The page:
Blog Post

(by Grand Master D'veed Natan)

Before we begin, I need to make one thing absolutely clear: as Napoleon Bonaparte said, "History is a set of lies agreed upon". If you keep this firmly in mind, you can approach the "History" of 'Martial Arts' (this term, in and of itself is a lie, as today's so called 'Martial Arts' are nothing of the sort).

We can be sure that, from the beginning, man has been attacking each other. For whatever reasons, some have always taken advantage of the weaker. Thus, to use the modern terms, mankind split up into three groups: the wolves (operating either alone or in packs); the sheep (having no ability or current desire): and the sheepdogs (dedicated to defense of the sheep and themselves).

Defensive strategies and tactics have evolved over time. Technology and past experience dictating these changes. Unsuccessful ideas died with their originators; though they were destined to reappear over and over, as the memories of their abject failure receded from memory. Successful ones were incorporated, repeated, modified, and adapted to the current situations involving the participants. This has been the history of mankind all the way to 'Modern' times (just imagine how 'modern' we will appear two hundred years from now!).

The system, Ryukyu Kenpo Kobujutsu, is my system. It is the expression (and culmination) of my studies in the world of human combat and that which I wish to hand down to others. It is not, nor could it possibly be, all inclusive, or perfect. No one system can be, with our current technology or life spans. I am merely a link in a long chain of people, handing down what knowledge they had gained and desired to pass on.

I am the product of a strict military upbringing and training. As such, life and death are realities that I have been up close and personal with in combat. They govern much of how I think and what I do. I have learned much from many people; friends, acquaintances, and enemies. A few stand out, however.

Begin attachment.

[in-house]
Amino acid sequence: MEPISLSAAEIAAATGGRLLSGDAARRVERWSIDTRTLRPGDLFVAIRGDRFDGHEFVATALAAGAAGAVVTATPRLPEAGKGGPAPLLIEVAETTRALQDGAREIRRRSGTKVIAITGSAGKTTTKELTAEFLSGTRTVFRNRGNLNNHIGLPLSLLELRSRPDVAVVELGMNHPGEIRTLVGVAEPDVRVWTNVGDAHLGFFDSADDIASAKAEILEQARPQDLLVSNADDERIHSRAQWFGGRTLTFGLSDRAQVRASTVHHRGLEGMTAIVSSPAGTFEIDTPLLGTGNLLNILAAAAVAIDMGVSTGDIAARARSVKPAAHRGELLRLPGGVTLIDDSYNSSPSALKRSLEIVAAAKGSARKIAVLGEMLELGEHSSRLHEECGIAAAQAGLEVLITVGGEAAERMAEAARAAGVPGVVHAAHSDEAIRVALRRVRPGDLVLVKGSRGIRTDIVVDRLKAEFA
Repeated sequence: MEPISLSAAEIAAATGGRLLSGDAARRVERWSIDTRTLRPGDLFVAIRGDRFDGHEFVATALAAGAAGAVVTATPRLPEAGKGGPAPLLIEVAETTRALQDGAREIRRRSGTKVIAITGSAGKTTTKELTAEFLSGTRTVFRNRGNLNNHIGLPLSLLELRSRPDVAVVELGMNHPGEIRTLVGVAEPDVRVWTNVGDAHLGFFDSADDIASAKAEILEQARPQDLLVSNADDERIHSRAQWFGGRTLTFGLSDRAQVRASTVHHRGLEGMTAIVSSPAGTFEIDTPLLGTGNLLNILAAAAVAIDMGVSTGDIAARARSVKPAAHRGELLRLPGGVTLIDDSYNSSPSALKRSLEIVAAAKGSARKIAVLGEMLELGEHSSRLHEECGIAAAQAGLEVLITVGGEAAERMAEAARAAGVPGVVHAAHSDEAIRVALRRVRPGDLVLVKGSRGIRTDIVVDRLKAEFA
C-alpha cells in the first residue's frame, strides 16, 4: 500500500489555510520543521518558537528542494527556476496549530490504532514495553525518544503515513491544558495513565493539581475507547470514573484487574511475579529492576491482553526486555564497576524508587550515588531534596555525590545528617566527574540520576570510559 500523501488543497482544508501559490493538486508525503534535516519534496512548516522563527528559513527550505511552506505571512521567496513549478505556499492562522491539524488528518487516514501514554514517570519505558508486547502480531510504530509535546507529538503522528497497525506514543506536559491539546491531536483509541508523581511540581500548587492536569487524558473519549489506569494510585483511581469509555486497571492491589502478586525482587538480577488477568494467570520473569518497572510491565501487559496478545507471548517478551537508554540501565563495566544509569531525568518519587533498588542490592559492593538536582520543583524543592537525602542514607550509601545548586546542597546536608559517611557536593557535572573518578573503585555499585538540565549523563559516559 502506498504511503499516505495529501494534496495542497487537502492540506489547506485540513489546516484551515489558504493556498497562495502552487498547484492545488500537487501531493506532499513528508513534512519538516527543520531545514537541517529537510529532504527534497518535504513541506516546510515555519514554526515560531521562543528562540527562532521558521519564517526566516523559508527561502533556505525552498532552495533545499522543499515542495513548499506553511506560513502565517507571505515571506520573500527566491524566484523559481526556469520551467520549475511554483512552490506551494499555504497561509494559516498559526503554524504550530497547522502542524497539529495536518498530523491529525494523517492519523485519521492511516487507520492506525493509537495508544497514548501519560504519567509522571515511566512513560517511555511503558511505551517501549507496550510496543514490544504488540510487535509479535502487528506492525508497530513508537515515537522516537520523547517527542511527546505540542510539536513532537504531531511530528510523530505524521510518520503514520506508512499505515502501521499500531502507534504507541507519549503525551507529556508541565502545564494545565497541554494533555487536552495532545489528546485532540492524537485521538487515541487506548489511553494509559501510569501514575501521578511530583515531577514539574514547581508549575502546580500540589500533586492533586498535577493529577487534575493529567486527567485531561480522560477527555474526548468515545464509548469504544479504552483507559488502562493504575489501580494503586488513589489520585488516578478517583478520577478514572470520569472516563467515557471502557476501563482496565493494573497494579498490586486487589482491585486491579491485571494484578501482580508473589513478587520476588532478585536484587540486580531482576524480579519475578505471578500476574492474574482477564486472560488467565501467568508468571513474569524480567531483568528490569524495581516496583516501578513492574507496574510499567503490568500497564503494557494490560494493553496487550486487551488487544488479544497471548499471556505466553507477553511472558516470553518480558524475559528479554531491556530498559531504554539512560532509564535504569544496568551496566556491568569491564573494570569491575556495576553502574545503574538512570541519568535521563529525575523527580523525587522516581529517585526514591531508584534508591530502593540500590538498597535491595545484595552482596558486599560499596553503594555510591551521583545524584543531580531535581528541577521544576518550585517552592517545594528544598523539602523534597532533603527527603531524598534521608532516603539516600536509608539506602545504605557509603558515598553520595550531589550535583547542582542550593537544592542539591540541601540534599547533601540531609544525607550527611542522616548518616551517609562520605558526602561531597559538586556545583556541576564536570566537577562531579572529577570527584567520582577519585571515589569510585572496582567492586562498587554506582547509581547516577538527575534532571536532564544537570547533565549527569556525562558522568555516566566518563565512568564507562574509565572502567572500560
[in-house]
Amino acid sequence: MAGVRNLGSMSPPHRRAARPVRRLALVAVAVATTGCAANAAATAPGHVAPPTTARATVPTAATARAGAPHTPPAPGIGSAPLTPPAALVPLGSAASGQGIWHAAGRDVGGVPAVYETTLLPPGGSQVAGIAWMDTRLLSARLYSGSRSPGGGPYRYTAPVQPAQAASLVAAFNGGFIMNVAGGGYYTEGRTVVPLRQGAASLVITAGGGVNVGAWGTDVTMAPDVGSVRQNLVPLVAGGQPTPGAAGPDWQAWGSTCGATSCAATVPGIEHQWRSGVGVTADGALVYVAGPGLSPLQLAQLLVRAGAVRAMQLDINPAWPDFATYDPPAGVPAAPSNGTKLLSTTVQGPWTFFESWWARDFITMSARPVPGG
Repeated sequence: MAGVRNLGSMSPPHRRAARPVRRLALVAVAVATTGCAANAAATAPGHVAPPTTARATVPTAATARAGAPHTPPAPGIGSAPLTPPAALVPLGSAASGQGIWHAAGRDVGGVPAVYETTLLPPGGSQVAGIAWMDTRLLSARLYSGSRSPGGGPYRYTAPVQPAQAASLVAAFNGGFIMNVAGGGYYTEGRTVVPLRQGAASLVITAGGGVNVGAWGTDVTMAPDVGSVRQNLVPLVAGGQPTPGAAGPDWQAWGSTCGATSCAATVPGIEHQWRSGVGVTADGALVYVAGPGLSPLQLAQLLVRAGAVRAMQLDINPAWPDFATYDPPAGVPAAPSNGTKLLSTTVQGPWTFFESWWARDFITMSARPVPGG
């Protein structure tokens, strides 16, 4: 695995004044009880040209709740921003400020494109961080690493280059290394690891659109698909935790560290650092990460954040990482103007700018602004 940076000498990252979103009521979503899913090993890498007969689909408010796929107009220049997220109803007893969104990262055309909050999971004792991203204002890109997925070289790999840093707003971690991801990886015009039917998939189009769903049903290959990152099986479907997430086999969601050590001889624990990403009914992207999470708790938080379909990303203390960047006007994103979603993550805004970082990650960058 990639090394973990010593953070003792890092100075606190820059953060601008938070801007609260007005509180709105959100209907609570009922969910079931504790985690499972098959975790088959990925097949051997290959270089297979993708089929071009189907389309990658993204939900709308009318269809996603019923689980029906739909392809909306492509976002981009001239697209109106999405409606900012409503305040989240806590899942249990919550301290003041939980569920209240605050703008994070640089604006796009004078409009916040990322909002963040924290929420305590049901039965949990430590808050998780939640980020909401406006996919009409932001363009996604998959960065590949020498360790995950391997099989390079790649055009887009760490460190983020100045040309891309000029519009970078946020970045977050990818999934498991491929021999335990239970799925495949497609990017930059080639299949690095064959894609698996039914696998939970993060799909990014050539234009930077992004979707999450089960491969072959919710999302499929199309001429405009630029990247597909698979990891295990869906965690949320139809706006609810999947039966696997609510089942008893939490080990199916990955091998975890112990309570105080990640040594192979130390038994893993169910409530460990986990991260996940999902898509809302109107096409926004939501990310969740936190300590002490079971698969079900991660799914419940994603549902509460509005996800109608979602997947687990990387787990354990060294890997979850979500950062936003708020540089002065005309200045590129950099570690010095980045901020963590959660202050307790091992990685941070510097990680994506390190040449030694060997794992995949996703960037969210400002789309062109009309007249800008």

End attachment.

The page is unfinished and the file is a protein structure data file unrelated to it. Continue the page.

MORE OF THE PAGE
Kyo Sung Chou, taught me Tang Soo Do, Soo Bahk Do, Moo Duk Kwan on Yeouido Island in Yeongdeungpo-gu, Seoul Korea. This system taught the kata similar to Karate-do, self-defense taught was Hapkido due to a lack of sophisticated defense in the Japanese Karate-do, kumite was oriented towards high kicking maneuvers, and training emphasized aerial along with complicated combinations of kicks. These kicks became part of our current system.

We do not teach any of the techniques I learned from Jim Harrison at his Bushidokan. What Jim Harrison taught me was, however, probably the most important thing I have learned. He taught me the proper attitude to have when confronted by any violent situation. It is something we try to install in all of our students. He also showed me what a consummate fighting instructor looked like. He inspired me to become the very best I could be; and to look through the fa├žade of what was being presented and see the reality of the situation. (How to spot a fraud or a bad technique)

No one has ever heard of Mike Shelton; yet he, single handedly, forced me to perfect my technique and overcome my sloppy habits. He elevated my understanding of what I was doing and how to correct it. He created my drive to perfect the movements and understanding of how they worked. He taught me the value of writing down in a notebook everything I had learned in class. He, also, taught me a ton of techniques and kata, and, how to classify and order them.

Ten years of training and experience prepared me for the ultimate influence in my training. Seiyu Oyata brought his Ryukyu Kempo (as spelled by his American students) to Merriam, Kansas. It was the name he gave to what he was teaching. The twelve kata were from Shigeru Nakamura and his Okinawan Kenpo. The self-defense techniques were his interpretation of Seikichi Uehara's Motobu Ryu. The weapons kata were from Master Nakamura and (supposedly) Uhugushuku no Tanmei.